How to Crochet the Basic Stitches The Basic Stitches The foundation chain (or base chain)Almost all crochet starts with a foundation (or base) chain. This is the equivalent of ‘casting on’ in knitting. The base chain is a series of chain stitches, which normally begin with a loop secured by a slipknot. Themes at Activity Village Scroll down for kids themes for home and school. We've got thousands of crafts, printable activities, colouring pages and puzzles sorted by kid-friendly themes. You'll find over 50 "themes" at Activity Village, and we are adding more all the time! We hope you will find lots here that will help you keep your kids busy - just scroll down to explore our themes for kids below...
Craft Site Directory - Tea Bag Folding www.craftsitedirectory.com/classic/teabagfolding/ - Remember to Click [Ctrl + D] to bookmark this page!! Tea bag folding is a paper folding technique, with Dutch origins, using tea bags or small printed pieces of paper to form a geometric design. It is also known as kaleidoscope folding or miniature kaleidoscope origami. Tea bag folding originated in Holland. Credit for its origin is given to a woman named Tiny van der Plaas. Sitting at her table, worrying about a birthday card for her sister that she had forgotten to pick up, Tiny van der Plaas began folding the envelope that enclosed her tea bag. Learning Resource Centre Learning Resource Centre (LRC) is a term which is used in the United Kingdom to describe a type of library that exists within an educational setting such as Secondary Schools, Further Education Colleges and Universities. LRC can also stand for Library Resource Centre and in some cases Learning Resource Centre has been shortened to Learning Centre. Learning Resource Centres are similar to Hybrid library. Overview These centres contain traditional educational resources such as books, journals, software and audio/visual materials, but they also exist to promote electronic information resources. Examples of these are subscription electronic journals, databases, free websites and other web based resources.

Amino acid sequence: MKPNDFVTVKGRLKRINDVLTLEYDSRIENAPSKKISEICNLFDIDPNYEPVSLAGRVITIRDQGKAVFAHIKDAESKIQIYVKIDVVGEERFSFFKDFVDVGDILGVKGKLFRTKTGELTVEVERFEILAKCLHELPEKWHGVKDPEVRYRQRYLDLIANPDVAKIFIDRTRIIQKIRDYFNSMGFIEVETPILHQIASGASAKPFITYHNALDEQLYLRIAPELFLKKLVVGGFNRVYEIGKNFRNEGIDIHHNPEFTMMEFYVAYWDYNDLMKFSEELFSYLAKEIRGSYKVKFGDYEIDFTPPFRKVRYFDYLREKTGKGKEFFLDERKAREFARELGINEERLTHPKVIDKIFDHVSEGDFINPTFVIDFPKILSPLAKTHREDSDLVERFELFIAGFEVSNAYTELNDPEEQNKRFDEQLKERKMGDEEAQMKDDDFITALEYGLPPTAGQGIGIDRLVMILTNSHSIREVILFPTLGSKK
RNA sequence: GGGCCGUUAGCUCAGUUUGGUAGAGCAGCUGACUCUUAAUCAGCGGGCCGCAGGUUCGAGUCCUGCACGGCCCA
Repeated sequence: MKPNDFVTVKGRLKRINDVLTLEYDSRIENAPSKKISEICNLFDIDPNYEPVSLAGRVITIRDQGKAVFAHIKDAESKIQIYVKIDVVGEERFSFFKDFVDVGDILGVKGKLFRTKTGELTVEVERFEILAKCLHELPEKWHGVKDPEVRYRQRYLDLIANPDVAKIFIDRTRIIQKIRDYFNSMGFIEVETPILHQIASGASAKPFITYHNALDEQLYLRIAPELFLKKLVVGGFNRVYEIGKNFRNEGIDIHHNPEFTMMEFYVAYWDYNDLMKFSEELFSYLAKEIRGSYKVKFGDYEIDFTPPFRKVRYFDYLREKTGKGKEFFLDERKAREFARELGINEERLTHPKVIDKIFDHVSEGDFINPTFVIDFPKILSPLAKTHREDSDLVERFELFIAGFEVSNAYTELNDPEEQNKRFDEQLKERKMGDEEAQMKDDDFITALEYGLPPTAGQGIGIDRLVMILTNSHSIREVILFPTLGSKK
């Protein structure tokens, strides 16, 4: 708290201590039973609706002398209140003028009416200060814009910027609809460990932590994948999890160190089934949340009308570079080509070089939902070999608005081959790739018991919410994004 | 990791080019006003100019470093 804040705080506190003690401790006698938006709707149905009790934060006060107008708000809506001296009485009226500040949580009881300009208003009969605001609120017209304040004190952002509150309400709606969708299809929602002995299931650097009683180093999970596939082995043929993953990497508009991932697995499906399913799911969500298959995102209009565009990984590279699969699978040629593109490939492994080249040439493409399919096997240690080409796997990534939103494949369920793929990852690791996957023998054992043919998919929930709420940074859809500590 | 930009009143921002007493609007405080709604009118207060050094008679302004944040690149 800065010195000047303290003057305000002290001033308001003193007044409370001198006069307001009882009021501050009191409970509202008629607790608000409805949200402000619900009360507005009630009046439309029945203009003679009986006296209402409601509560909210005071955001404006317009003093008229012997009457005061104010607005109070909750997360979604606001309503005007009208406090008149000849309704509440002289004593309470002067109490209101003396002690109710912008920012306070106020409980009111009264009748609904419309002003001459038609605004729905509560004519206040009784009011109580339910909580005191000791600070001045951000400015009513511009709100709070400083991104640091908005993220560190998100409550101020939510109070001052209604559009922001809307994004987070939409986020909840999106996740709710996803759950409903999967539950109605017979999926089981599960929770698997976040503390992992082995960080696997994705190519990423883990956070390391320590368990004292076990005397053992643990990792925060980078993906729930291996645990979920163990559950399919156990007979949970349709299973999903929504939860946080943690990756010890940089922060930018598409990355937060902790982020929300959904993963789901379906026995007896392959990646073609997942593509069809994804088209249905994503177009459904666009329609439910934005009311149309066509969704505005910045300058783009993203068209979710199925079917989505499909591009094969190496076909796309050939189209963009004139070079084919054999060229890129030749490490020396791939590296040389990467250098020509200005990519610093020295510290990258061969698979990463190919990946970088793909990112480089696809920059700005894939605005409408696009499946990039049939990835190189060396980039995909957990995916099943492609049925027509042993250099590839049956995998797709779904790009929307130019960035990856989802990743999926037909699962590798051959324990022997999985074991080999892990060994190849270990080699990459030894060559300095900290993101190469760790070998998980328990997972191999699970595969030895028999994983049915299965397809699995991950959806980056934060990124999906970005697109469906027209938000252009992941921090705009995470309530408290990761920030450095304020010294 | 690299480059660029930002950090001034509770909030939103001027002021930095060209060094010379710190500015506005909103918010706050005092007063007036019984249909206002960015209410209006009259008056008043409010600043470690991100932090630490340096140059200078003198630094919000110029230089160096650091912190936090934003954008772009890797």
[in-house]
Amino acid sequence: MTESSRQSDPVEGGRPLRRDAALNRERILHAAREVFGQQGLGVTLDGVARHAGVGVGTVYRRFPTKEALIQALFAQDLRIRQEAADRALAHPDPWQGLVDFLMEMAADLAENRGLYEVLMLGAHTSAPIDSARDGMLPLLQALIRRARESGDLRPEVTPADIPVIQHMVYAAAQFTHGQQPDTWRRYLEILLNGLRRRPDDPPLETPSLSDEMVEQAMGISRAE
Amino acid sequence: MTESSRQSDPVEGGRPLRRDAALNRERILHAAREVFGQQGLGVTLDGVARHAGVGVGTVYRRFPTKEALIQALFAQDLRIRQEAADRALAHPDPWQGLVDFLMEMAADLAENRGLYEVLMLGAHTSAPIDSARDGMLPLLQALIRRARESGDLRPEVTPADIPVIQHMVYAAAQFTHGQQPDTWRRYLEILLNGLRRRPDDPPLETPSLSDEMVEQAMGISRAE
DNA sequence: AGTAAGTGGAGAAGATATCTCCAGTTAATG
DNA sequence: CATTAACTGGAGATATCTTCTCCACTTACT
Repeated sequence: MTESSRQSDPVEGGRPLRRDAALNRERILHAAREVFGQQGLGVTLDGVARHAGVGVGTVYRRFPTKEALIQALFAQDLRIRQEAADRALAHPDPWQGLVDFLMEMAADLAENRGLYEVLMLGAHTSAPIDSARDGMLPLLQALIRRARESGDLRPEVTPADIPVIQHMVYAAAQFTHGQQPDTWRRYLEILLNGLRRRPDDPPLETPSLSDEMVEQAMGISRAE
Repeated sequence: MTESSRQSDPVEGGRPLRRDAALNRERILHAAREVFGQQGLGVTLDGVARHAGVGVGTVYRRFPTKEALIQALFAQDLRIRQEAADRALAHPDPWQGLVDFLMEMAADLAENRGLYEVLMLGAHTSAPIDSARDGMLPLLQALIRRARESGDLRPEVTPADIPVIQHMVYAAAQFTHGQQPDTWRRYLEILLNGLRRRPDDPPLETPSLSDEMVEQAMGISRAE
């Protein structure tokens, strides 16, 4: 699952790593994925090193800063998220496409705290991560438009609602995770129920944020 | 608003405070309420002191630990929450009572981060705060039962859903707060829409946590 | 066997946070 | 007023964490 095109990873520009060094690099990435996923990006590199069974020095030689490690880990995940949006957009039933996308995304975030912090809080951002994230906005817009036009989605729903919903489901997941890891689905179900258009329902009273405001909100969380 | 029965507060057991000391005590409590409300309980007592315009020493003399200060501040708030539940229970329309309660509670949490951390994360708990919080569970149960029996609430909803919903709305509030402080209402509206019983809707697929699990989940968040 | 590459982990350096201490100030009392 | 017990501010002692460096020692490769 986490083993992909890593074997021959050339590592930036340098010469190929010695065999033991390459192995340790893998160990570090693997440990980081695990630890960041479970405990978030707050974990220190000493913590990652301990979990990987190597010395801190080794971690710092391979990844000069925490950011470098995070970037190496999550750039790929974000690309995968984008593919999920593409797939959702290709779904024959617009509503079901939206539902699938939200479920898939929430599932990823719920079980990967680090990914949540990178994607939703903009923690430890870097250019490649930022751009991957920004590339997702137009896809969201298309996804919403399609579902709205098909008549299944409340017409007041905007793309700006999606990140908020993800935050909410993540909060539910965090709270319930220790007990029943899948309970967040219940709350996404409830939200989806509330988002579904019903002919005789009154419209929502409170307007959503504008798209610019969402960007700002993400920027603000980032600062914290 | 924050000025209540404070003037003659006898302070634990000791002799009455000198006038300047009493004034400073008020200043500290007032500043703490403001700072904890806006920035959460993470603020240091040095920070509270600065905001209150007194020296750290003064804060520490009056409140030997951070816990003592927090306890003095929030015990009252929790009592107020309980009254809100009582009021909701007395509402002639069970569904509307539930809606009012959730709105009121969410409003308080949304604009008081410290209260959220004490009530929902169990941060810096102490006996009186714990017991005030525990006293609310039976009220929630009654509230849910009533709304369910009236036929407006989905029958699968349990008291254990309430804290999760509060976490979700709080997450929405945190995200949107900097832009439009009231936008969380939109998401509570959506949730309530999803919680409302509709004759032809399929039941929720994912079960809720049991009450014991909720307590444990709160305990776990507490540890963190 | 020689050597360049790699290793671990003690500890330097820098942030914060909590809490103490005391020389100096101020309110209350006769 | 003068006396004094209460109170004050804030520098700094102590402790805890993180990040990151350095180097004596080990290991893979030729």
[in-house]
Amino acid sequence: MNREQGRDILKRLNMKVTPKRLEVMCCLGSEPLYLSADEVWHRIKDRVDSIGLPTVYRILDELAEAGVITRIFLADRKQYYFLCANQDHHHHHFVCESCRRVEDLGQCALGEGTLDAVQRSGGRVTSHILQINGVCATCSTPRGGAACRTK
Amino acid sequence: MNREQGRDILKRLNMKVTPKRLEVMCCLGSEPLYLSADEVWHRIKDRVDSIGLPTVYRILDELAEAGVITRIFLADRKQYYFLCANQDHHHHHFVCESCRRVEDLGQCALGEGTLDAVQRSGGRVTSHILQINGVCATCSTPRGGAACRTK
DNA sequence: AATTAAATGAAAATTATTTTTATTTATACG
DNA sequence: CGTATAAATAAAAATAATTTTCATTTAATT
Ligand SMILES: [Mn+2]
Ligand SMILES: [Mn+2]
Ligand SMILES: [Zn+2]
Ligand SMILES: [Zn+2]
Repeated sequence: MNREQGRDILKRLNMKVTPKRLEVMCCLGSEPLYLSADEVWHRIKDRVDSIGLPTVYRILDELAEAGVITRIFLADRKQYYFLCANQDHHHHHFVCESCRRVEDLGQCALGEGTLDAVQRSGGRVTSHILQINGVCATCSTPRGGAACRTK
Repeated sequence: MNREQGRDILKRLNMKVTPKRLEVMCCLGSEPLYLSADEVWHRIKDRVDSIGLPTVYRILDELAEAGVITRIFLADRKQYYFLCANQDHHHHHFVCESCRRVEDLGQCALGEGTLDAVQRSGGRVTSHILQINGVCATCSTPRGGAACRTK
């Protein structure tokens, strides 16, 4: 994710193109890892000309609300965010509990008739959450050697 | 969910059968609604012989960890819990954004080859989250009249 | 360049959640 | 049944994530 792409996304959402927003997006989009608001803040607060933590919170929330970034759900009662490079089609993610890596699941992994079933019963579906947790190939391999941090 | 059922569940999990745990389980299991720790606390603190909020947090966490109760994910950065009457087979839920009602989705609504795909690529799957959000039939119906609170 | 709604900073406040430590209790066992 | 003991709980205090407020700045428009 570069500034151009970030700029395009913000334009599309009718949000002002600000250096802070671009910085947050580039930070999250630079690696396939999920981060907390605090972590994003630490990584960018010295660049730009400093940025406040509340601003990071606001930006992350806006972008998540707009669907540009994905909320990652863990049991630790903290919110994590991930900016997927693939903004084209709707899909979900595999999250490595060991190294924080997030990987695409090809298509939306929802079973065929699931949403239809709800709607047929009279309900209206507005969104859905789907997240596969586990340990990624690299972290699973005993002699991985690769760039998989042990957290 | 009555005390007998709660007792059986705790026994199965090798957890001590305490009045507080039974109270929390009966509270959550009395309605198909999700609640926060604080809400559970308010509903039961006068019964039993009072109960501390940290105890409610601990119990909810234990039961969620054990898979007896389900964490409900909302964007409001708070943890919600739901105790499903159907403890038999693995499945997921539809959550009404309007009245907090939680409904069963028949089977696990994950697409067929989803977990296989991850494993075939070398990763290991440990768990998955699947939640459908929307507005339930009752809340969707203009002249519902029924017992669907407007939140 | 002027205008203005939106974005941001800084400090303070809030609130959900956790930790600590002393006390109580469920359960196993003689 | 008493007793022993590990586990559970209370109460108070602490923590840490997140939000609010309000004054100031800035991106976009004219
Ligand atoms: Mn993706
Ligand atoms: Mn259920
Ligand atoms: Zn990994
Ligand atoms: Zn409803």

School library School / College library. Researchers have demonstrated that school libraries have a positive impact on student achievement. More than 60 studies have been conducted in 19 U.S. states and one Canadian province. The major finding of these studies is that students with access to a well-supported school library media program with a qualified school library media specialist, scored higher on reading assessments regardless of their socio-economic statuses. In addition, a study conducted in Ohio revealed that 99.4% of students surveyed believed that their school librarians and school library media programs helped them succeed in school.
Dewey Decimal Classification "Dewey Decimal" redirects here. It is not to be confused with duodecimal. The Dewey Decimal Classification (DDC), or Dewey Decimal System, is a proprietary library classification system first published in the United States by Melvil Dewey in 1876. It has been revised and expanded through 23 major editions, the latest issued in 2011, and has grown from a four-page pamphlet in 1876 with fewer than 1,000 classes to a four volume set. It is also available in an abridged version suitable for smaller libraries. It is currently maintained by the Online Computer Library Center (OCLC), a library research center.
Library catalog Another view of the SML card catalog The card catalog was a familiar sight to library users for generations[vague], but it has been[when?] effectively replaced by the online public access catalog (OPAC). Some still refer to the online catalog as a "card catalog". Some libraries with OPAC access still have card catalogs on site, but these are now strictly a secondary resource and are seldom updated. Many of the libraries that have retained their physical card catalog post a sign advising the last year that the card catalog was updated.